Aslan recently visited Uni Vets Camden as his owners were concerned when blood and black spots appeared around his mouth. The spots and blood appeared about three weeks ago, and before this, Aslan had never had any health concerns.
On examination, his lip edge was inflamed, moist and thickened. There were scabs and black marks around his mouth and chin accompanied by an unpleasant smell. The only way to correctly diagnose the cause of Aslan's irritation was to take a sample to be tested by our onsite clinical pathology lab. Our Vets worked closely with our highly experienced senior pathologist who provided the assessment that Aslan has Eosinophilic Granuloma Complex (EGC).
What is a Granuloma?
A granuloma is a solid grouping of inflammatory cells coming together in a lump or solid structure.
What is an Eosinophil?
An eosinophil is a type of white blood cell that is commonly associated with allergic responses or with parasitism. Eosinophil counts will go up on a blood test when a pet has fleas or worms or when an allergy is flaring up. They are part of the immune system and are on patrol for biochemical signals from tissue (calls for help, if you will) telling them that a parasite has invaded. Eosinophils home to the signal and release chemicals to attack the parasite. Unfortunately, they can be tricked into thinking that some sort of benign materials (pollens, dust, etc.) are attempting invasion. In this instance (allergy), they release their inflammatory chemicals inappropriately, creating the sensations of itching, swelling, redness and other symptoms of allergy.
The eosinophil has a characteristic appearance under the microscope due to the pink staining granules as seen in the micrographs here.
When vets “take a sample for cytology”, this is the sort of thing they are looking for to help understand what could be causing the signs on the pet. The pink staining granules contain assorted toxins and biochemicals designed to attack an invading parasite. These granules can be thought of as small bombs directed against large invading organisms such as worms.
So what is Eosinophilic Granuloma Complex?
Given the above information it would seem logical that an eosinophilic granuloma would be a granuloma made up of eosinophils; however, the
situation is more complicated. Initially, it appeared that eosinophilic granuloma was just what it sounds like but as it was studied more thoroughly, it was found that there were three different classes of this condition and not all were granulomas and not all involved eosinophils. Furthermore, the name eosinophilic granuloma implies a final diagnosis but this is generally not the case. Eosinophilic granuloma lesions are more like symptoms of a variety of underlying causes such as allergy or even bacterial infection.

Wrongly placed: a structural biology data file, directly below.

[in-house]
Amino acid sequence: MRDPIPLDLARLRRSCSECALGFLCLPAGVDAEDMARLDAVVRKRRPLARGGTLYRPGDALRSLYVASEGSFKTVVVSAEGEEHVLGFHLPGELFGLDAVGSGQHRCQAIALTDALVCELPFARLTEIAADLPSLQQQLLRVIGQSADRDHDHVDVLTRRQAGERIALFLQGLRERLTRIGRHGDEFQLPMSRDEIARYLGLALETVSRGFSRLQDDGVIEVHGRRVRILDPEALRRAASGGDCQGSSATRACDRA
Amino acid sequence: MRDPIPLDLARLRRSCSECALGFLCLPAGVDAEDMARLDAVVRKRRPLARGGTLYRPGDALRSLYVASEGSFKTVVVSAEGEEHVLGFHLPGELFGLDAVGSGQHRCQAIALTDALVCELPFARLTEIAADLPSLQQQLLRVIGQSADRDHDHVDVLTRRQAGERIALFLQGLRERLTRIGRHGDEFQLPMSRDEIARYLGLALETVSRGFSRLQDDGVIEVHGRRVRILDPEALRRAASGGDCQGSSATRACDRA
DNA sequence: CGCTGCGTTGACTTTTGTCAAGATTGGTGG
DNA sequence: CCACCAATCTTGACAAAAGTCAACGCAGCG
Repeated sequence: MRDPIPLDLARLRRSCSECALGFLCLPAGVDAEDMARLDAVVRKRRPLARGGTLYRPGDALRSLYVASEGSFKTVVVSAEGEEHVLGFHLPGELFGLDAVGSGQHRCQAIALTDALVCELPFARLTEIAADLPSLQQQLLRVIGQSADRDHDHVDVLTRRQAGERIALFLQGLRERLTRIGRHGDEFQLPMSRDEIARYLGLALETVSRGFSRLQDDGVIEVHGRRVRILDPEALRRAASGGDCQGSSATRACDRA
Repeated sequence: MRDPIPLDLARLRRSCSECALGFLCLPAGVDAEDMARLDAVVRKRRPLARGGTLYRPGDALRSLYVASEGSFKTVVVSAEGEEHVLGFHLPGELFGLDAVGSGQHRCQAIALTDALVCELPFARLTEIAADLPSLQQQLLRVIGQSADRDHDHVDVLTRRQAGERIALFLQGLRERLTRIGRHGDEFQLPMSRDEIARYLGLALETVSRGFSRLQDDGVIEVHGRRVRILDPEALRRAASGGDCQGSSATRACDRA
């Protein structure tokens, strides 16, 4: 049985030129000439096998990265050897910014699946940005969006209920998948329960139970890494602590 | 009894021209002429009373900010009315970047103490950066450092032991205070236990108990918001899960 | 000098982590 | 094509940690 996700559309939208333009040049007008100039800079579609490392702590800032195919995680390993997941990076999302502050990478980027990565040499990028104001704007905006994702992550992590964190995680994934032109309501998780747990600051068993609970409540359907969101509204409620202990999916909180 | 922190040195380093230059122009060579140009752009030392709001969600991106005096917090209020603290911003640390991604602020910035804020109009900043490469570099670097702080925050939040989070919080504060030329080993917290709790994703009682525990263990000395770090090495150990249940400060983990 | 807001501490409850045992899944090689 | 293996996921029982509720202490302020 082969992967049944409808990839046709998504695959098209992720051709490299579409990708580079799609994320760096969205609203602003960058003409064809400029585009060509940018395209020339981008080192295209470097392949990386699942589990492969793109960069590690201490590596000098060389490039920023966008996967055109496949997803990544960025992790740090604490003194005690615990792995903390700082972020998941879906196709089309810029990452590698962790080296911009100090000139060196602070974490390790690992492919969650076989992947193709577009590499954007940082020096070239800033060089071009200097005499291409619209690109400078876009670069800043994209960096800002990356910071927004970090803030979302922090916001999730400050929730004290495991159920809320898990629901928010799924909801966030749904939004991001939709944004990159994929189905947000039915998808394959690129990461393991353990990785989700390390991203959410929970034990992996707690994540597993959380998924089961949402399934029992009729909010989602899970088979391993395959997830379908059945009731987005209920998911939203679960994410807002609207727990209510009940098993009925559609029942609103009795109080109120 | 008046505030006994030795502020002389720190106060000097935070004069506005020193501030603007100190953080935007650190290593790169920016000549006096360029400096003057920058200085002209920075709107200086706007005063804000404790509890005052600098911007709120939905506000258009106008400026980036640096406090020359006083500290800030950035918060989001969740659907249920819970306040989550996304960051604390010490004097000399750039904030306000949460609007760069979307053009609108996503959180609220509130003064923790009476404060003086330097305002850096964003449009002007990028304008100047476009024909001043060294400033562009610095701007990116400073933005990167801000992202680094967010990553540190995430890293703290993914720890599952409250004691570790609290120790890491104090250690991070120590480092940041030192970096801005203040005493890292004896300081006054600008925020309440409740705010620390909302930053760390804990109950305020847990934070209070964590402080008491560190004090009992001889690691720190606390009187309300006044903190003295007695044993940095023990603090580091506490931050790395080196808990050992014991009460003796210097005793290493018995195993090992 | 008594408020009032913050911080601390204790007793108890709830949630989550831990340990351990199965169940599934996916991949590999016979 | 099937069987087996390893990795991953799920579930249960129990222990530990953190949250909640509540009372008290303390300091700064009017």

These conditions are felt to most commonly have an underlying allergic basis though it is not always possible to determine what that allergic basis might be. Aslan has the classic eosinophilic granuloma causing a swollen lower lip and chin.
What Exactly is Happening to these Cats?
The eosinophilic granuloma complex represents a disorder of eosinophil function. The eosinophil’s real job is to attack parasites. It is designed to be attracted to areas where parasitism is occurring and once there it releases biochemicals to destroy the invading creature. In cats with eosinophilic granuloma complex, eosinophils are called to the site of an allergic response and the biochemicals released cause damage to local collagen but they do not point to a specific cause. The most common cause is some kind of allergy, and treatment is generally about trying to determine the specifics of the allergy and suppress that reaction.
If there is any way to determine the underlying cause of the lesion, that would be the best approach but determining what the cat is allergic to is often easier said than done and takes time. For more immediate results while other issues are investigated, corticosteroids are frequently the "go-to" therapy. Some lesions respond to antibiotics without the use of steroids. The eosinophilic granuloma is an incompletely understood condition. For now, it is best to view it as an extreme symptom of another underlying skin disease.
Modified by Dr J. Green from Dr W. Brooks, Veterinarypartner.vin
Aslan was prescribed with antibiotics along with gentle cleaning of the area. He will be back for a recheck in a few weeks and we will keep you posted on his recovery!